The powder is often combined with juices, yogurt, smoothies or milk. It’s available in extract form from the fruit, but also from the roots and leaves. The latter option has a slightly bitter taste.
Storage should be at room temperature, away from any sources of moisture. In cases of mold or signs of deterioration, it should be discarded.
What to remember about white mulberry?
All parts of the white mulberry are used for medicinal purposes, due to its abundant content of antioxidants and bioactive compounds. Even so, there aren’t enough scientific studies to corroborate the benefits attributed to it.
For now, its supplements should be used only for complementary purposes, preferably supervised by a physician. It may help to reduce glucose, high cholesterol, and some dental problems. However, more evidence is needed.It might interest you...
All cited sources were thoroughly reviewed by our team to ensure their quality, reliability, currency, and validity. The bibliography of this article was considered reliable and of academic or scientific accuracy.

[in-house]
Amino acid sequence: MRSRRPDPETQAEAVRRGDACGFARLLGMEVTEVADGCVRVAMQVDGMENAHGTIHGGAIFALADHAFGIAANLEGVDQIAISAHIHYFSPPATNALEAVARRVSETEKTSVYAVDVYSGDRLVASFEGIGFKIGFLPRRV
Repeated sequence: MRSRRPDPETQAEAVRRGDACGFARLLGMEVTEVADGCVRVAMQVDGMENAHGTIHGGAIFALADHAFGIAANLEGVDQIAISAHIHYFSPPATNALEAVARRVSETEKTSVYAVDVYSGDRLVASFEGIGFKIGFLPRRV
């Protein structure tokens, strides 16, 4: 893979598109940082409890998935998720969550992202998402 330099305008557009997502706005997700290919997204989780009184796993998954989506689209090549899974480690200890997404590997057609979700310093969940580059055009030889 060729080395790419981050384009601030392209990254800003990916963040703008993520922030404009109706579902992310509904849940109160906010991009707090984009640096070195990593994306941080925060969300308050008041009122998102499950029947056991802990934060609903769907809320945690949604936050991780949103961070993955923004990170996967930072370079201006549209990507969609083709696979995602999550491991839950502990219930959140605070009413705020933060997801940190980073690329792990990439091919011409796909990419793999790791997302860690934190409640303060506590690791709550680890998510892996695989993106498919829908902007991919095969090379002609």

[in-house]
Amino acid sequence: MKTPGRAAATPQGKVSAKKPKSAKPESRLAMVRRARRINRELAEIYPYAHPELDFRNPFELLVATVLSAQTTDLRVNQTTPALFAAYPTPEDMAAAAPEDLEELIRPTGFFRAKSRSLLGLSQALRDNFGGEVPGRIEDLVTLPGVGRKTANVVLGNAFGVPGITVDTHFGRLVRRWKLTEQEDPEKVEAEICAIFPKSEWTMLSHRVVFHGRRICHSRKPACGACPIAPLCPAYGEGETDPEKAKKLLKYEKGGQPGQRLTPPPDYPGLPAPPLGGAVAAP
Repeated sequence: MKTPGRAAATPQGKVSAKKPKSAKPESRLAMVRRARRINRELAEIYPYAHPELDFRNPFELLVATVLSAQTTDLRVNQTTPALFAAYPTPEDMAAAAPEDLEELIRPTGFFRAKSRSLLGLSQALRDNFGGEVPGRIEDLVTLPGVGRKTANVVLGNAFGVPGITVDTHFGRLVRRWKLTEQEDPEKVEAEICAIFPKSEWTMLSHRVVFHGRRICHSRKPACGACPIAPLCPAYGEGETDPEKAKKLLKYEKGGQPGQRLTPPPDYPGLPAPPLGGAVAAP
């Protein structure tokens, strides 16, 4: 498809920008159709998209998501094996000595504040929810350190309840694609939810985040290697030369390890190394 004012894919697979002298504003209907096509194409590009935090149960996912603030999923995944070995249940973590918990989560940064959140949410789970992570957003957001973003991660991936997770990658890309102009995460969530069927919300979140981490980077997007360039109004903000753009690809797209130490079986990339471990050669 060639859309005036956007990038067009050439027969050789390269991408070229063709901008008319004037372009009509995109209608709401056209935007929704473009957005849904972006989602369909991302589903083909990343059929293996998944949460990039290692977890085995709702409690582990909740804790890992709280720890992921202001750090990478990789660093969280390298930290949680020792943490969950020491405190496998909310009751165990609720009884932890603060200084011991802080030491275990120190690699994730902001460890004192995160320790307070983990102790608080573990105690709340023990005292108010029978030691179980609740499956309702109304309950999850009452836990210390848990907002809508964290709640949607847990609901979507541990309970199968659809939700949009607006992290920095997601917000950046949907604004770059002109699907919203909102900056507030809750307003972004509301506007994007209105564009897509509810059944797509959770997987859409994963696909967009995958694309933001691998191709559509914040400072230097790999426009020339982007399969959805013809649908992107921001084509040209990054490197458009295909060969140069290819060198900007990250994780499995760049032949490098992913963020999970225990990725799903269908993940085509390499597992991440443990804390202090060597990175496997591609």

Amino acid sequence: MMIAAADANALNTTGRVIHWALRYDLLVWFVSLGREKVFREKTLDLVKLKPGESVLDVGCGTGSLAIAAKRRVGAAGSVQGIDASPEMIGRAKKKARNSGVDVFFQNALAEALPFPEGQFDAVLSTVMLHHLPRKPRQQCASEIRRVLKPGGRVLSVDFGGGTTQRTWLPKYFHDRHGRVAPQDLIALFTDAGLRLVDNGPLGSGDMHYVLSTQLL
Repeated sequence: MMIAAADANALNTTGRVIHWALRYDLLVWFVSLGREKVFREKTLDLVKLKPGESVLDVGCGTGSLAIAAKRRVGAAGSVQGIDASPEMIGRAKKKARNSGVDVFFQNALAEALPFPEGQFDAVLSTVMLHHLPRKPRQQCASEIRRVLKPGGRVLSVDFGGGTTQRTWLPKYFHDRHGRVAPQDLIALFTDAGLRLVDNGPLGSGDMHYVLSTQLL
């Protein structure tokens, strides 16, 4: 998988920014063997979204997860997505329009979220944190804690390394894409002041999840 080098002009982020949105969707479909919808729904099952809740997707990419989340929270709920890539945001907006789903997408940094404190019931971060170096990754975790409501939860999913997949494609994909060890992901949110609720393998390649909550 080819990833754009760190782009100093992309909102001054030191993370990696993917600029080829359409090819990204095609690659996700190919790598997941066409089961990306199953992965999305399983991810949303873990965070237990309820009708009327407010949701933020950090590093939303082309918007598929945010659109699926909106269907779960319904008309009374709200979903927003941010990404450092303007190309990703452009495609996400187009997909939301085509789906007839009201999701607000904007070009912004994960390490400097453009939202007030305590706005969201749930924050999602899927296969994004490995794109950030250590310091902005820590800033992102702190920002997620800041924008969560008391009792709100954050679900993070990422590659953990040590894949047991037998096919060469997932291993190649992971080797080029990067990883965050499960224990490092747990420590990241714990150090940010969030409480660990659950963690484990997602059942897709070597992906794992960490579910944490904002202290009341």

- Chen C, Mohamad Razali UH, Saikim FH, Mahyudin A, Mohd Noor NQI. Morus alba L. Plant: Bioactive Compounds and Potential as a Functional Food Ingredient. Foods. 2021 Mar 23;10(3):689. doi: 10.3390/foods10030689. PMID: 33807100; PMCID: PMC8004891.
- Jeong, H. I., Jang, S., & Kim, K. H. (2022). Morus alba L. for Blood Sugar Management: A Systematic Review and Meta-Analysis. In F. Tonelli (Ed.), Evidence-Based Complementary and Alternative Medicine (Vol. 2022, pp. 1–10). Hindawi Limited. https://doi.org/10.1155/2022/9282154
Aramwit, P., Petcharat, K., & Supasyndh, O. (2010). Efficacy of mulberry leaf tablets in patients with mild dyslipidemia. In Phytotherapy Research (p. n/a-n/a). Wiley. https://doi.org/10.1002/ptr.3270
- Smitha, Chenicheri & Usha, Rajamanickam. (2016). Antimicrobial and antiplasmid activities of Morus Alba L. against potent oral pathogens. International Journal of Pharma and Bio Sciences. 7. 767-772.
- Park, K. M., You, J. S., Lee, H. Y., Baek, N. I., & Hwang, J. K. (2003). Kuwanon G: an antibacterial agent from the root bark of Morus alba against oral pathogens. In Journal of Ethnopharmacology (Vol. 84, Issues 2–3, pp. 181–185). Elsevier BV. https://doi.org/10.1016/s0378-8741(02)00318-5
Zheng, Y., Lee, E.-H., Lee, S.-Y., Lee, Y., Shin, K.-O., Park, K., & Kang, I.-J. (2023). Morus alba L. root decreases melanin synthesis via sphingosine-1-phosphate signaling in B16F10 cells. In Journal of Ethnopharmacology (Vol. 301, p. 115848). Elsevier BV. https://doi.org/10.1016/j.jep.2022.115848
- Woo H, Lee J, Park D, Jung E. Protective Effect of Mulberry (Morus alba L.) Extract against Benzo[a]pyrene Induced Skin Damage through Inhibition of Aryl Hydrocarbon Receptor Signaling. J Agric Food Chem. 2017 Dec 20;65(50):10925-10932. doi: 10.1021/acs.jafc.7b04044. Epub 2017 Dec 12. PMID: 29231728.